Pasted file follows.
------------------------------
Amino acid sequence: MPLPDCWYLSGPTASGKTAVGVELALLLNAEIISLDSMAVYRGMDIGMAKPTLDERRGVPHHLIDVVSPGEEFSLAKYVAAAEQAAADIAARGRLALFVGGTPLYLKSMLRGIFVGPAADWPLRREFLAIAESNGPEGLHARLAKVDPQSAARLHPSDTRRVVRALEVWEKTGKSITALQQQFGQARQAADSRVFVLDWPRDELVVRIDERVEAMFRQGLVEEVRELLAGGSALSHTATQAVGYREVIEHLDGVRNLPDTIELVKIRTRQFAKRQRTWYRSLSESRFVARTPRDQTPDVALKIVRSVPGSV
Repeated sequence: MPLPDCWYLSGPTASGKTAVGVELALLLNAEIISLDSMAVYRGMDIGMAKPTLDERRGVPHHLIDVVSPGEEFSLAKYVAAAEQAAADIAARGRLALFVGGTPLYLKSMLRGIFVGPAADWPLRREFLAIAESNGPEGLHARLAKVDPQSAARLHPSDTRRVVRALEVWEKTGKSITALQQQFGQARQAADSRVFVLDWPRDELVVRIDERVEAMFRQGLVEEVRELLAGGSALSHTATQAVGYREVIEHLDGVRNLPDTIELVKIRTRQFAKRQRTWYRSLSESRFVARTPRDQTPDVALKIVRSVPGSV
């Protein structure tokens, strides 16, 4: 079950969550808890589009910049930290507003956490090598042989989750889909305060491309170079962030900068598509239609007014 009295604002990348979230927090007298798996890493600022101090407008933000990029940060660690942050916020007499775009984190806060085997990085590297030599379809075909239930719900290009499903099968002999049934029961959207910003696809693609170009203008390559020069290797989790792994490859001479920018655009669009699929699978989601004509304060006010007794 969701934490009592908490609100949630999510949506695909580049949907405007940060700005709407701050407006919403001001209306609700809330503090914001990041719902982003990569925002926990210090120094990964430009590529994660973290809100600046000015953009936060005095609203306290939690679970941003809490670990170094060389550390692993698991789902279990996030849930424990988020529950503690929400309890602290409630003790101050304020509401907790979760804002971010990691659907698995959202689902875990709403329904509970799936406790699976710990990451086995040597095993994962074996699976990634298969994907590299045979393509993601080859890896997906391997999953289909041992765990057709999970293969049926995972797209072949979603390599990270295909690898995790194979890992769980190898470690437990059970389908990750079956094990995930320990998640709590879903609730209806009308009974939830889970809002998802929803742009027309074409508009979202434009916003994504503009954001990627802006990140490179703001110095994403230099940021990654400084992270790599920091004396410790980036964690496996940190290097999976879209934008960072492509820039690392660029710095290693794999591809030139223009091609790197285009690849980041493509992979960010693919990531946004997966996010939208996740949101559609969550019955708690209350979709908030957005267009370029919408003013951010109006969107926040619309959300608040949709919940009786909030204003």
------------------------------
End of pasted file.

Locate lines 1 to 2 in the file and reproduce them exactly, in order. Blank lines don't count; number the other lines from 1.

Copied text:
Amino acid sequence: MPLPDCWYLSGPTASGKTAVGVELALLLNAEIISLDSMAVYRGMDIGMAKPTLDERRGVPHHLIDVVSPGEEFSLAKYVAAAEQAAADIAARGRLALFVGGTPLYLKSMLRGIFVGPAADWPLRREFLAIAESNGPEGLHARLAKVDPQSAARLHPSDTRRVVRALEVWEKTGKSITALQQQFGQARQAADSRVFVLDWPRDELVVRIDERVEAMFRQGLVEEVRELLAGGSALSHTATQAVGYREVIEHLDGVRNLPDTIELVKIRTRQFAKRQRTWYRSLSESRFVARTPRDQTPDVALKIVRSVPGSV
Repeated sequence: MPLPDCWYLSGPTASGKTAVGVELALLLNAEIISLDSMAVYRGMDIGMAKPTLDERRGVPHHLIDVVSPGEEFSLAKYVAAAEQAAADIAARGRLALFVGGTPLYLKSMLRGIFVGPAADWPLRREFLAIAESNGPEGLHARLAKVDPQSAARLHPSDTRRVVRALEVWEKTGKSITALQQQFGQARQAADSRVFVLDWPRDELVVRIDERVEAMFRQGLVEEVRELLAGGSALSHTATQAVGYREVIEHLDGVRNLPDTIELVKIRTRQFAKRQRTWYRSLSESRFVARTPRDQTPDVALKIVRSVPGSV